Among the brain’s many chemical messengers, few stand out as much as the neurotransmitter dopamine. Linked to love, pleasure, motivation and more, dopamine signaling plays a central role in the brain's reward system. It is also critical for processes such as motor control, learning and memory.
Malfunctioning dopamine neurons have been implicated in numerous disorders, including Parkinson’s, schizophrenia and addiction. Because of its importance in the brain, researchers have studied the neurotransmitter for decades, making great progress in understanding its activity and when it goes awry.
Less is known, however, about the mechanisms that healthy dopamine cells use to release the neurotransmitter, a gap that has limited scientists’ ability to develop treatments for a range of dopamine-related conditions.
Now, researchers from Harvard Medical School have for the first time identified the molecular machinery responsible for the secretion of dopamine in the brain.
Their work, published online in Cell on Feb. 1, identifies specialized sites in dopamine-producing neurons that release dopamine in a fast, spatially precise manner—a finding that runs counter to current models of how the neurotransmitter transmits signals in the brain.
“The dopamine system plays an essential role in many diseases, but fewer studies have asked the fundamental question of how healthy dopamine neurons release the neurotransmitter,” said senior study author Pascal Kaeser, assistant professor of neurobiology at HMS.
“If your car breaks down and you want it fixed, you want your mechanic to know how a car works,” he added. “Similarly, a better understanding of dopamine in the laboratory could have a tremendous impact on the ability to treat disorders in which dopamine signaling goes awry in the long term.”
Dopamine research has largely centered on its dysfunction and on the protein receptors that neurons use to receive dopamine, said Kaeser. Despite the neurotransmitter’s importance, studies on how it is released in the brain under normal circumstances have been limited, he added.
Promiscuous No More
To identify the molecular machinery responsible for dopamine secretion, Kaeser and his colleagues focused on dopamine-producing neurons in the midbrain, which are involved in the neural circuitry underlying movement and reward seeking.
They first searched for active zones—specialized neurotransmitter release sites located at synapses, the junctions that connect one neuron to the another. Using super-resolution microscopy to image sections of the brain into which dopamine neurons project, the team found that dopamine neurons contained proteins that mark the presence of active zones.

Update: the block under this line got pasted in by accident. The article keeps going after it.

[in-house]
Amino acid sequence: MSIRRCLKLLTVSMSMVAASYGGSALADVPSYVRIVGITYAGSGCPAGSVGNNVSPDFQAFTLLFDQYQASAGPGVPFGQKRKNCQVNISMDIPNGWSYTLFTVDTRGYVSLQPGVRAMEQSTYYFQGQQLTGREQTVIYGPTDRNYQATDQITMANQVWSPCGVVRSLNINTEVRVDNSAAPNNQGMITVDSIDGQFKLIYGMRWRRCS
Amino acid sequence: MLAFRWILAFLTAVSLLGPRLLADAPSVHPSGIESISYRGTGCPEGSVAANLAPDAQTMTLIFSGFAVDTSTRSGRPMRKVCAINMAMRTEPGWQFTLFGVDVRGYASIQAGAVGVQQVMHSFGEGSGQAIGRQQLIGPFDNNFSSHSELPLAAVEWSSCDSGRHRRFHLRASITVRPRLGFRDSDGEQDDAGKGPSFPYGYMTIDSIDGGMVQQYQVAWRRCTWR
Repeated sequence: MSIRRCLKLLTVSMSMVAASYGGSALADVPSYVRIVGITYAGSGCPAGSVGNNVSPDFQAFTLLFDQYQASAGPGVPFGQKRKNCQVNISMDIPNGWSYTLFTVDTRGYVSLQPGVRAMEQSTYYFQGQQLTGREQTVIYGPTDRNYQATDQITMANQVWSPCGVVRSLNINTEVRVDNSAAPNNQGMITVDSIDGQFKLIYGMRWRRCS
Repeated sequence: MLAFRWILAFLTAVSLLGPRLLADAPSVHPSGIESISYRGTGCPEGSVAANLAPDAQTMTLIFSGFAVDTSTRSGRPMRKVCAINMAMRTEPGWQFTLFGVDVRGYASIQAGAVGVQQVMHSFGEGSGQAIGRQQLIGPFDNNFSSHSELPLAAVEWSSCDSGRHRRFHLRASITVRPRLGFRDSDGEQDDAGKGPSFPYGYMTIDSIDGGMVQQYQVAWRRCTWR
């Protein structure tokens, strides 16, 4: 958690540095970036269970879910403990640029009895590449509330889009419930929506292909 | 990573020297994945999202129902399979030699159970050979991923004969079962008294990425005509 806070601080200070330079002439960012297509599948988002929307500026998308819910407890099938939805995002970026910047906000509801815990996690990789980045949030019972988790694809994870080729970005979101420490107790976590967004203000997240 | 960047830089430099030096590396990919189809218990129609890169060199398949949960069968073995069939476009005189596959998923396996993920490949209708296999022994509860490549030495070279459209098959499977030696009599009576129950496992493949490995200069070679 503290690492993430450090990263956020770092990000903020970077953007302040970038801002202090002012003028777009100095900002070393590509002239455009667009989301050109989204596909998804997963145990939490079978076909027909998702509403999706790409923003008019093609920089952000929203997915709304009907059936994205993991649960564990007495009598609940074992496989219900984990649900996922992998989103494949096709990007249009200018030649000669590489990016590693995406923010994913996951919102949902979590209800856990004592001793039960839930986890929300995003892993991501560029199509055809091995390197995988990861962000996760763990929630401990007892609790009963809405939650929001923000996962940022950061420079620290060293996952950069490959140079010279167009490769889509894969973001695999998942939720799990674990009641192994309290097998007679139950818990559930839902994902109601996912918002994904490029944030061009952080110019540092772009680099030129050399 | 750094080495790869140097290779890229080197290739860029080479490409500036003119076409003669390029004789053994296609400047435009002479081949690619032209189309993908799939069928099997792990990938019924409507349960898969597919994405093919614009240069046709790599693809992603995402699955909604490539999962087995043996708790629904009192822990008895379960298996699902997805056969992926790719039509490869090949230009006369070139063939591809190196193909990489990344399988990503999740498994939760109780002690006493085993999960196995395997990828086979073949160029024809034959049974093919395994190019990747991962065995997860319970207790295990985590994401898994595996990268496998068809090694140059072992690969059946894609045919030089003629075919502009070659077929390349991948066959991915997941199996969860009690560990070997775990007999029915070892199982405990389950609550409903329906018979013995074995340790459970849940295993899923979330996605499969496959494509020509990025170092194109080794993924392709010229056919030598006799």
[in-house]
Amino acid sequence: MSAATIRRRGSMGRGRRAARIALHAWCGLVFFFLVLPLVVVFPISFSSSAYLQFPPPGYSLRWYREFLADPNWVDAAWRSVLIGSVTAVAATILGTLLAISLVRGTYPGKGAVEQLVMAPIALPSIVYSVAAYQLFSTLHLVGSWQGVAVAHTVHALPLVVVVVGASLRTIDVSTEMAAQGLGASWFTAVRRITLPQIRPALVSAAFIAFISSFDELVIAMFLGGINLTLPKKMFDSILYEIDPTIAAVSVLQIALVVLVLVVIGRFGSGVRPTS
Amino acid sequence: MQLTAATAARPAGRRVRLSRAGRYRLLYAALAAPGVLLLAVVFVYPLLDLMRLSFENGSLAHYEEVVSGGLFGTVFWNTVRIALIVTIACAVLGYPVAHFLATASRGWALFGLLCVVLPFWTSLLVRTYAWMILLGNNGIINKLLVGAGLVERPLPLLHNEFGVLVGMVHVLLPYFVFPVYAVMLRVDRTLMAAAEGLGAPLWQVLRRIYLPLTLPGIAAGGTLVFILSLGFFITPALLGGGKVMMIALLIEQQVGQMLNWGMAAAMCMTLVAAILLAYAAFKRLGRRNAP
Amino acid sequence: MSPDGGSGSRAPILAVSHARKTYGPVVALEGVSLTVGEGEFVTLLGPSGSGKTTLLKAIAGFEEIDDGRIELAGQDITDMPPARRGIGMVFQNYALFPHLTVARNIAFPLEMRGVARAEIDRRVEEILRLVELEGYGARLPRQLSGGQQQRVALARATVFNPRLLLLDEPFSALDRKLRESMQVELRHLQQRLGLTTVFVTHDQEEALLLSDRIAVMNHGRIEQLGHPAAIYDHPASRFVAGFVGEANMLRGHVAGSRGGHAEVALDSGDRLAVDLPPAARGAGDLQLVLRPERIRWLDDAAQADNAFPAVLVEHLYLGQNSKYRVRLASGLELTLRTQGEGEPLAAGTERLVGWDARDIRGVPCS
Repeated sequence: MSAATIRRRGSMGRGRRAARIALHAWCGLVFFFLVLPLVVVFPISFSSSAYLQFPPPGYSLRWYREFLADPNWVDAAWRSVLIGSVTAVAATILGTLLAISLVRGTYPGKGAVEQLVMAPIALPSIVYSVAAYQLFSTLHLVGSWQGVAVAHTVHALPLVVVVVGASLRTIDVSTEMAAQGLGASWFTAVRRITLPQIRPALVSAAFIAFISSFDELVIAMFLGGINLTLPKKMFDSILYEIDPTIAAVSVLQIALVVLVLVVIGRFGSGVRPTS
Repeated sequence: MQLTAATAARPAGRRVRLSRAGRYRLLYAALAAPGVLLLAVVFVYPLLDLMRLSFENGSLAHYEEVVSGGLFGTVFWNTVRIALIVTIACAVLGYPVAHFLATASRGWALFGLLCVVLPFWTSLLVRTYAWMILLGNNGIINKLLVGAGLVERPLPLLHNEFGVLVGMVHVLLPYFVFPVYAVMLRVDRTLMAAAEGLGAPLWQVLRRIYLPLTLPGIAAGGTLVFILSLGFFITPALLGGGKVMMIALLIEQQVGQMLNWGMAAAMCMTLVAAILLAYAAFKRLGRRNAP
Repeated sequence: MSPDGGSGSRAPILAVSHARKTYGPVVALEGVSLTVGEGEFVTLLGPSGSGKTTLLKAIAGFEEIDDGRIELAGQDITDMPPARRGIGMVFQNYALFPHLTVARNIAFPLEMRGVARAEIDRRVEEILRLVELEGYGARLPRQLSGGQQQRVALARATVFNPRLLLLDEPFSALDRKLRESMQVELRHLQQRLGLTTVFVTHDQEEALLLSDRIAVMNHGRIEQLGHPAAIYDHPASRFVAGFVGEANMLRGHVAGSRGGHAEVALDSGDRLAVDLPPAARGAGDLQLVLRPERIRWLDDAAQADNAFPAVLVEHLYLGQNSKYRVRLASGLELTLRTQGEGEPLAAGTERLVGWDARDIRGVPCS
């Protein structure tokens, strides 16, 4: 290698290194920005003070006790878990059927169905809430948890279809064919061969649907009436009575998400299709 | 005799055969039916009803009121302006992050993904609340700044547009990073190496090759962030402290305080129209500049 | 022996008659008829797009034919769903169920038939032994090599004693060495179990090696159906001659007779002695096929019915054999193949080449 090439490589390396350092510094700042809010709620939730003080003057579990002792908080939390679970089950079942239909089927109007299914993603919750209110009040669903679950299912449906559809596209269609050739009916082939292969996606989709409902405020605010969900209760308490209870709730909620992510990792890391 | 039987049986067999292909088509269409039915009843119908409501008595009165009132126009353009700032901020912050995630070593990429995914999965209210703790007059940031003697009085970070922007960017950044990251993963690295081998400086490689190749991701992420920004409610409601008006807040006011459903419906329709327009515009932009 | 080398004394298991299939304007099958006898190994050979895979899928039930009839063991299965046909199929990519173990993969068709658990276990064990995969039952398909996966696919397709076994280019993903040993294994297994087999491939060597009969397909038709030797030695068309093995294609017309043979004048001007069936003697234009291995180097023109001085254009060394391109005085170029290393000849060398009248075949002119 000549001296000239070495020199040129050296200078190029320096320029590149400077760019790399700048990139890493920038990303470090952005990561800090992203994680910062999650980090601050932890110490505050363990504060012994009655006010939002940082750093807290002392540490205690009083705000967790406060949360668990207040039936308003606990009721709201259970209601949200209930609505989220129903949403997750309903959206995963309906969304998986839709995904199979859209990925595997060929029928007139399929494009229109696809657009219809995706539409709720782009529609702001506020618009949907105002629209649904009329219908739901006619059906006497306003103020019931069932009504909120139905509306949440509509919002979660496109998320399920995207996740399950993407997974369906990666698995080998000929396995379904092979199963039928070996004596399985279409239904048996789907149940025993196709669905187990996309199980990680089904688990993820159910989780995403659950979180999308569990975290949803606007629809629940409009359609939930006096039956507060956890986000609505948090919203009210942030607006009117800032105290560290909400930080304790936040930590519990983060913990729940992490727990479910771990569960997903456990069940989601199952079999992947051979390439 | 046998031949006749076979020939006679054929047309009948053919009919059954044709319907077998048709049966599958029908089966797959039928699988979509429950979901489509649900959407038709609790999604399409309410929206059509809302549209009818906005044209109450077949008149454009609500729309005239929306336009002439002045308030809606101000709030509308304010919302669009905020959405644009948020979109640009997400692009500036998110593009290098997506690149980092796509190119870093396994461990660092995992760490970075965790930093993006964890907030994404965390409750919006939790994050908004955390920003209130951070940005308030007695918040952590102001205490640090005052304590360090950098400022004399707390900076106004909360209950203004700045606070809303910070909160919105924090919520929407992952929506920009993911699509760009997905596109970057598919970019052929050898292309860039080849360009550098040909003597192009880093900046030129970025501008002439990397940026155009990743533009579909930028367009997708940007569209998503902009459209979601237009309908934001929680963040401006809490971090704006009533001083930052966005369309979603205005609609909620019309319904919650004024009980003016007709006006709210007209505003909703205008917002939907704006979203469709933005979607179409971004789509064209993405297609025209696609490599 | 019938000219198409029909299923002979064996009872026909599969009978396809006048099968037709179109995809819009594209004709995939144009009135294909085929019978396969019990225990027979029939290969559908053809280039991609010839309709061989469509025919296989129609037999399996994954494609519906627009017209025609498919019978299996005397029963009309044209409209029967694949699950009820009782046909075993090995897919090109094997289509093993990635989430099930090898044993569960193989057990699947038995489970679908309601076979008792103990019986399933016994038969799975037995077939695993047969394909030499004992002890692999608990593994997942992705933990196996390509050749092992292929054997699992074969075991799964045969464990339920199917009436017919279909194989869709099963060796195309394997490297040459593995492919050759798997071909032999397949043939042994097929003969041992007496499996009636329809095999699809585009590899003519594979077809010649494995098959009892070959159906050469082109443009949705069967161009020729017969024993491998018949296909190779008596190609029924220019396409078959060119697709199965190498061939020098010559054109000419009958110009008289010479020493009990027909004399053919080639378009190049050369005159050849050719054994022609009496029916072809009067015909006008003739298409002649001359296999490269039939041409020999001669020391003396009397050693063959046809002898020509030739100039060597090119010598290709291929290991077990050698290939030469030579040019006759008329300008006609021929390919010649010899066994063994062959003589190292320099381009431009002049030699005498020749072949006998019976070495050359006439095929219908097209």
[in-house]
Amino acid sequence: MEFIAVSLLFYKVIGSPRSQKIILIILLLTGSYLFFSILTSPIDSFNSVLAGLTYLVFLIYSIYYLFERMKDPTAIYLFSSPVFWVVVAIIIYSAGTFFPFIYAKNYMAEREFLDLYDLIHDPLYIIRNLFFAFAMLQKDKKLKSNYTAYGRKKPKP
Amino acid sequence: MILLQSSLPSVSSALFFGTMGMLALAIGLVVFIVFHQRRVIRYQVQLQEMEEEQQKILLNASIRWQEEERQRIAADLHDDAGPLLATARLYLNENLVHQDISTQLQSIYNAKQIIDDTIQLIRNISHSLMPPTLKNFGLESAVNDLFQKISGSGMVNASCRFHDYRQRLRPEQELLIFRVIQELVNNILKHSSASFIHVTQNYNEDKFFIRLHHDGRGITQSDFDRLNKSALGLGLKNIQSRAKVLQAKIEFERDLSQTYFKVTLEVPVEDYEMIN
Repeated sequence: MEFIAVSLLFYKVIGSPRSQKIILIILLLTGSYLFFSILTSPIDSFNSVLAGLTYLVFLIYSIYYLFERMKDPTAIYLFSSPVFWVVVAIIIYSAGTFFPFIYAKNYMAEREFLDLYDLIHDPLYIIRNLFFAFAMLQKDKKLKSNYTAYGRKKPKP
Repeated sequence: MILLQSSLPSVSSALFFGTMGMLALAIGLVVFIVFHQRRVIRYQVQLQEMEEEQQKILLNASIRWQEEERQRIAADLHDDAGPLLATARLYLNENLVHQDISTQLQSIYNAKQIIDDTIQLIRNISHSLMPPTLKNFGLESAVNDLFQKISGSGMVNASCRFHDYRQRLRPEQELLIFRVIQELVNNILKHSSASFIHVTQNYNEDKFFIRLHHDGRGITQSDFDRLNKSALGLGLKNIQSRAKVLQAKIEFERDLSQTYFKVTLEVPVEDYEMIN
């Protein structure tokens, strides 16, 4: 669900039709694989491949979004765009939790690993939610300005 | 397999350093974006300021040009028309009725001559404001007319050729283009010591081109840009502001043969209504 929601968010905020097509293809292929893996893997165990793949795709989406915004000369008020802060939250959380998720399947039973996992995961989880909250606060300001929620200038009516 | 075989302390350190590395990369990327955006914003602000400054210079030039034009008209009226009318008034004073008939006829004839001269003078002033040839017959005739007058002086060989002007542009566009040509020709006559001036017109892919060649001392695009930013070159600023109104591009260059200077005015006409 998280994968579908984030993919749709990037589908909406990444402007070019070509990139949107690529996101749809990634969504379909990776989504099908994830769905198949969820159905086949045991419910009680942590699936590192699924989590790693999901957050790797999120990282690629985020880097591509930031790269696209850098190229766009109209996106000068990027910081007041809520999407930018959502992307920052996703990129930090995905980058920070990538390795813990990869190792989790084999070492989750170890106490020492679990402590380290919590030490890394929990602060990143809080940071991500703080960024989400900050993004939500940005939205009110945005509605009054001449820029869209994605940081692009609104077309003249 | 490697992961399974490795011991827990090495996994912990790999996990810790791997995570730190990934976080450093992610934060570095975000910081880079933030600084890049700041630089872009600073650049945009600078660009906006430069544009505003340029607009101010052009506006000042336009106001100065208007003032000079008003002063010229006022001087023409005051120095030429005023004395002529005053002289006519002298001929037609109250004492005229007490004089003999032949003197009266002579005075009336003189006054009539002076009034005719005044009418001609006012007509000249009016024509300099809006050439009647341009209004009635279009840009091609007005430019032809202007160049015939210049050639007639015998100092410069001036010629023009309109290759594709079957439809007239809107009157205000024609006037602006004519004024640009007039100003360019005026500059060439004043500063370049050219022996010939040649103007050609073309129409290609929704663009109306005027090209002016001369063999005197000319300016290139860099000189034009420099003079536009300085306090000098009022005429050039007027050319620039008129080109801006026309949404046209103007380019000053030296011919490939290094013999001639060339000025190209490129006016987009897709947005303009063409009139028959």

These zones indicate that a neuron may engage in fast synaptic transmission, in which a neurotransmitter signal is precisely transferred from one neuron to another within milliseconds.
This was the first evidence of fast active zones in dopamine neurons, which were previously thought to engage in only so-called volume transmission—a process in which the neurotransmitter signals slowly and nonspecifically across relatively large areas of the brain.
Active zones were found at lower densities in dopamine neurons than in other neurons, and additional experiments revealed in detail how the neurotransmitter is rapidly secreted and reabsorbed at these sites.
“I think that our findings will change how we think about dopamine,” Kaeser said. “Our data suggest that dopamine is released in very specific locations, with incredible spatial precision and speed, whereas before it was thought that dopamine was slowly and promiscuously secreted.”
In another set of experiments, the researchers used genetic tools to delete several active zone proteins. Deleting one specific protein, RIM, was sufficient to almost entirely abolish dopamine secretion in mice. RIM has been implicated in a range of diseases including neuropsychiatric and developmental disorders.
Deleting another active zone protein, however, had little or no effect on dopamine release, suggesting that dopamine secretion relies on unique specialized machinery, the authors said.
“Our study indicates that dopamine signaling is much more organized than previously thought,” said study first author Changliang Liu, an Alice and Joseph Brooks Postdoctoral Fellow and a Gordon Fellow in the Kaeser lab.
“We showed that active zones and RIM, which is associated with diseases such as schizophrenia and autism spectrum disorders in human genetic studies, are key for dopamine signaling,” Liu said. “These newly identified mechanisms may be related to these disorders and may lead to new therapeutic strategies in the future.”
The team is now working to investigate these active zones in greater detail to build a deeper understanding of their role in dopamine signaling and how to manipulate them.
“We are deeply invested in learning the entire dopamine signaling machine. Right now, most treatments supply the brain with dopamine in excess, which comes with many side effects because it activates processes that shouldn’t be active,” Kaeser said.
“Our long-term hope is to identify proteins that only mediate dopamine secretion,” he said. “One can imagine that by manipulating the release of dopamine, we may be better able to reconstruct normal signaling in the brain.”
Additional authors on the study include Lauren Kershberg, Jiexin Wang and Shirin Schneeberger of the Department of Neurobiology at Harvard Medical School.
This study was supported by the National Institutes of Health (R01NS083898, R01NS103484), the Harvard Brain Initiative, the Goldenson Foundation, the Lefler Foundation and the Gordon Center for the Cure and Treatment of Paralysis.